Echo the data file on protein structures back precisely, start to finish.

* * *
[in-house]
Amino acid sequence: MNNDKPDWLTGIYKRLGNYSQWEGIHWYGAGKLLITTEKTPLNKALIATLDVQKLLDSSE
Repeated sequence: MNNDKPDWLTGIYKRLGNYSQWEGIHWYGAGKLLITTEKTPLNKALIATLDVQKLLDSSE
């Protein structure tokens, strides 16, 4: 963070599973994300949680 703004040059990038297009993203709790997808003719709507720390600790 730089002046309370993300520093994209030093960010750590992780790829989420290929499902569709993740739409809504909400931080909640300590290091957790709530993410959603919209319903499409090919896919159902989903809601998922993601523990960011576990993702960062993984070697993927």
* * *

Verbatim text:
[in-house]
Amino acid sequence: MNNDKPDWLTGIYKRLGNYSQWEGIHWYGAGKLLITTEKTPLNKALIATLDVQKLLDSSE
Repeated sequence: MNNDKPDWLTGIYKRLGNYSQWEGIHWYGAGKLLITTEKTPLNKALIATLDVQKLLDSSE
């Protein structure tokens, strides 16, 4: 963070599973994300949680 703004040059990038297009993203709790997808003719709507720390600790 730089002046309370993300520093994209030093960010750590992780790829989420290929499902569709993740739409809504909400931080909640300590290091957790709530993410959603919209319903499409090919896919159902989903809601998922993601523990960011576990993702960062993984070697993927």